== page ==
15. theoreticalminimum says:

    I’m Isaac Asimov. Quoting:
    “One of the most prolific writers in history, on any imaginable subject. Cared little for art but created lasting and memorable tales.”
    This, admittedly, comes as a surprise. Sadly, I have never read anything written by Asimov.

  16. candace says:

    Samuel R. Delany. Maybe I’ll get one of his books, then.
    I expected Lem, honestly.

  17. Zuska says:

    I am:

    John Brunner
    His best known works are dystopias — vivid realizations of the futures we want to avoid.

    I’ve never read anything by John Brunner but dystopian sci fi seems appropriate for me. “The futures we want to avoid” does seem to be an obssession of mine, I will admit.

    I was hoping for Ursula K. Le Guin, though.

  18. spyder says:

    Brunner is awesome Zuska. One of my top ten favorite sci-fi books is Brunner’s 1968 classic:Stand on Zanzibar. Prescient and poignant, he introduces a new form of dilettante, one who is fascinated by intelligence gathering and pattern recognition utilizing computers.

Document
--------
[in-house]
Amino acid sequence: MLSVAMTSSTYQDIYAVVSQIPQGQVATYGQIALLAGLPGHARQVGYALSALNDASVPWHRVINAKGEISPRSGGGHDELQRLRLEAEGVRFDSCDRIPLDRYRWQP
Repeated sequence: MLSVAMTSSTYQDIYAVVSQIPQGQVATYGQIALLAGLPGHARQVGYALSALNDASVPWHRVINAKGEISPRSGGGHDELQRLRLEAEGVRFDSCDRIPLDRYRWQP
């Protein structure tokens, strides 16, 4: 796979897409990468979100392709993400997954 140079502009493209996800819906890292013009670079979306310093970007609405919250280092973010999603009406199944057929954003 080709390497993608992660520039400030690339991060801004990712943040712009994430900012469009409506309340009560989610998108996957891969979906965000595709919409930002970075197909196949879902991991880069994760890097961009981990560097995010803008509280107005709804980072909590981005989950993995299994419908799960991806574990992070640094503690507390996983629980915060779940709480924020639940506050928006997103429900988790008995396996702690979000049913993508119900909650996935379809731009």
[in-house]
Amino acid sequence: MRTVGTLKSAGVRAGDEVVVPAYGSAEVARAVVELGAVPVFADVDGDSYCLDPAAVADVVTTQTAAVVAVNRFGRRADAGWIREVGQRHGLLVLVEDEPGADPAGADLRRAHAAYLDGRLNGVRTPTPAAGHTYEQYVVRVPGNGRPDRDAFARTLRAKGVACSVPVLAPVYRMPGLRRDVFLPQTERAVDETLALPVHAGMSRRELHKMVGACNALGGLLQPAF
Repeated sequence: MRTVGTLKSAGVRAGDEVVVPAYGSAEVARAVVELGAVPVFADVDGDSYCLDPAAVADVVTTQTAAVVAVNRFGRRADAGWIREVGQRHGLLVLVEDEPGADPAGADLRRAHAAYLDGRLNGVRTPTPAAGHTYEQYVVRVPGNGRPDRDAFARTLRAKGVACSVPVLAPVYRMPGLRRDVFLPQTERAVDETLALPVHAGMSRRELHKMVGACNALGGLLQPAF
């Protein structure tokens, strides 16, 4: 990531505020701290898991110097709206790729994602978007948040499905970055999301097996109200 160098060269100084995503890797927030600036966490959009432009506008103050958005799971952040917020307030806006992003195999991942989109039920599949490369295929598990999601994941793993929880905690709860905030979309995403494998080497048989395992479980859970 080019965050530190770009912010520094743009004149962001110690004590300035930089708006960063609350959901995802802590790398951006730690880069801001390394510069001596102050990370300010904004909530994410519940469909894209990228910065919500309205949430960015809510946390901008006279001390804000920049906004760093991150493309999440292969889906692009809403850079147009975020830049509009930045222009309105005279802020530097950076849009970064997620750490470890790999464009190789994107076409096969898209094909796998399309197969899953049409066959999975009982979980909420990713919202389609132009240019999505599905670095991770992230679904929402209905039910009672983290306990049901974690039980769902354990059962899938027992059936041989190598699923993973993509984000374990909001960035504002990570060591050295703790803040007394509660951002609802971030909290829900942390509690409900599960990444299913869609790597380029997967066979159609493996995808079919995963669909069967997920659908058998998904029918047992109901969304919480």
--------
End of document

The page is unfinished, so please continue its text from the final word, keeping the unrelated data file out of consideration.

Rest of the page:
19. Jeff says:

    I’m Isaac Asimov. That’s cool. I’m kinda inspired to go read something of his now, though I think I like Arthur C Clarke a bit more. Benford was one of my profs too — Joanne, were you at UCI? And since he may read these boards, I’ll refrain from any critiques of his writing or his professorial manner.

  20. Elliot says:

    Another Beneford here. BTW if you haven’t read Asimov’s foundation trilogy you are missing a great work. Home of one of my favorite quotes…

    violence is the last refuge of the incompetent.

    Elliot

  21. Sara T says:

    Omigod, Robert Heinlein!
    I quite like SOME of his stuff, actually, but the way sexist stuff like “Podkayne of Mars” drove me up the wall in my 20s.
    I didn’t discover his juveniles til I was an adult, and some, like the above, were just too annoying. But some, like “Star Beast” were fascinating.
    I liked “Stranger in a Strange Land” quite a bit in my 20s, now find it boring.
    Still quite like “Moon is a Harsh Mistress.”
    But wow, I still don’t feel like I’m he!!!

  22. janet says:

    I am:

    Ursula K. LeGuin

    Perhaps the most admired writing talent in the science fiction field.
    Which science fiction writer are you?

    …which is thrilling, since I’ve been a gigantic fan of hers since I was 11.